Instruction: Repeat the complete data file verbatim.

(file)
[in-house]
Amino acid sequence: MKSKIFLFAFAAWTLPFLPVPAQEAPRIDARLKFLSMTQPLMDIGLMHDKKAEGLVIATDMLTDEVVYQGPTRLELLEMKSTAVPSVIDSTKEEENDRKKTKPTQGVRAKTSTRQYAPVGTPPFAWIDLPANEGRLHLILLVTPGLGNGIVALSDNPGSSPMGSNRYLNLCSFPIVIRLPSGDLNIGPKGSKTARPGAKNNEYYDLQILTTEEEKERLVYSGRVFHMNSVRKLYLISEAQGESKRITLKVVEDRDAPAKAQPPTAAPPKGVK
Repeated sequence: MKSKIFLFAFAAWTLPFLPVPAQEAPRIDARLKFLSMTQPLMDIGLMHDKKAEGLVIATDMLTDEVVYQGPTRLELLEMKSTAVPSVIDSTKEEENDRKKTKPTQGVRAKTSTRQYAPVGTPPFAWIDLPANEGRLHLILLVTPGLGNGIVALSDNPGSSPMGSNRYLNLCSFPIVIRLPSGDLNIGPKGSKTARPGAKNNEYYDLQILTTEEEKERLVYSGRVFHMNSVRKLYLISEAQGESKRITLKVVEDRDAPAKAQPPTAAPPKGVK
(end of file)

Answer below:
[in-house]
Amino acid sequence: MKSKIFLFAFAAWTLPFLPVPAQEAPRIDARLKFLSMTQPLMDIGLMHDKKAEGLVIATDMLTDEVVYQGPTRLELLEMKSTAVPSVIDSTKEEENDRKKTKPTQGVRAKTSTRQYAPVGTPPFAWIDLPANEGRLHLILLVTPGLGNGIVALSDNPGSSPMGSNRYLNLCSFPIVIRLPSGDLNIGPKGSKTARPGAKNNEYYDLQILTTEEEKERLVYSGRVFHMNSVRKLYLISEAQGESKRITLKVVEDRDAPAKAQPPTAAPPKGVK
Repeated sequence: MKSKIFLFAFAAWTLPFLPVPAQEAPRIDARLKFLSMTQPLMDIGLMHDKKAEGLVIATDMLTDEVVYQGPTRLELLEMKSTAVPSVIDSTKEEENDRKKTKPTQGVRAKTSTRQYAPVGTPPFAWIDLPANEGRLHLILLVTPGLGNGIVALSDNPGSSPMGSNRYLNLCSFPIVIRLPSGDLNIGPKGSKTARPGAKNNEYYDLQILTTEEEKERLVYSGRVFHMNSVRKLYLISEAQGESKRITLKVVEDRDAPAKAQPPTAAPPKGVK